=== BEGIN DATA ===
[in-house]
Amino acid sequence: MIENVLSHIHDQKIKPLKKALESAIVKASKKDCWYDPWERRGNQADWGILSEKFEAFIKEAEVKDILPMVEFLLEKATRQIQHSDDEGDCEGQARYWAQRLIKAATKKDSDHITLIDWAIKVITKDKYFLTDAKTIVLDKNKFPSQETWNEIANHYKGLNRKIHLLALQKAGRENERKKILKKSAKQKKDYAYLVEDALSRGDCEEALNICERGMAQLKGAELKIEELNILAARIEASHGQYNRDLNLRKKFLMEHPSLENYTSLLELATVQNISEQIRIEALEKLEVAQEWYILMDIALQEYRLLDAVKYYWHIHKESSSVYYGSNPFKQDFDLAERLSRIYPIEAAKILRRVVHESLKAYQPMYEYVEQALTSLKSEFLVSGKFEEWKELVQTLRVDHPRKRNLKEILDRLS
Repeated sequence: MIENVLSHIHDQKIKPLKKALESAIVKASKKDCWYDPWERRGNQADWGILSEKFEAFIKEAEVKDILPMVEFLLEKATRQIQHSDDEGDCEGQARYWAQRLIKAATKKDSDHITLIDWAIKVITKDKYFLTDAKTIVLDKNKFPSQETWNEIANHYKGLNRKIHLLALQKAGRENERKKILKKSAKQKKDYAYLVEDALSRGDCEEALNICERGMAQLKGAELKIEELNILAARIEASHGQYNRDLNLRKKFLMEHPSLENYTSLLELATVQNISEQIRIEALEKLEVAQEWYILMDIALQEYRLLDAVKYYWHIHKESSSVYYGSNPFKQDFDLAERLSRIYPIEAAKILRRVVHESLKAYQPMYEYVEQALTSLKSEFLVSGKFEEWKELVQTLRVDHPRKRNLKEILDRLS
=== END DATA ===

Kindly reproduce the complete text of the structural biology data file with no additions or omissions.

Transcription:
[in-house]
Amino acid sequence: MIENVLSHIHDQKIKPLKKALESAIVKASKKDCWYDPWERRGNQADWGILSEKFEAFIKEAEVKDILPMVEFLLEKATRQIQHSDDEGDCEGQARYWAQRLIKAATKKDSDHITLIDWAIKVITKDKYFLTDAKTIVLDKNKFPSQETWNEIANHYKGLNRKIHLLALQKAGRENERKKILKKSAKQKKDYAYLVEDALSRGDCEEALNICERGMAQLKGAELKIEELNILAARIEASHGQYNRDLNLRKKFLMEHPSLENYTSLLELATVQNISEQIRIEALEKLEVAQEWYILMDIALQEYRLLDAVKYYWHIHKESSSVYYGSNPFKQDFDLAERLSRIYPIEAAKILRRVVHESLKAYQPMYEYVEQALTSLKSEFLVSGKFEEWKELVQTLRVDHPRKRNLKEILDRLS
Repeated sequence: MIENVLSHIHDQKIKPLKKALESAIVKASKKDCWYDPWERRGNQADWGILSEKFEAFIKEAEVKDILPMVEFLLEKATRQIQHSDDEGDCEGQARYWAQRLIKAATKKDSDHITLIDWAIKVITKDKYFLTDAKTIVLDKNKFPSQETWNEIANHYKGLNRKIHLLALQKAGRENERKKILKKSAKQKKDYAYLVEDALSRGDCEEALNICERGMAQLKGAELKIEELNILAARIEASHGQYNRDLNLRKKFLMEHPSLENYTSLLELATVQNISEQIRIEALEKLEVAQEWYILMDIALQEYRLLDAVKYYWHIHKESSSVYYGSNPFKQDFDLAERLSRIYPIEAAKILRRVVHESLKAYQPMYEYVEQALTSLKSEFLVSGKFEEWKELVQTLRVDHPRKRNLKEILDRLS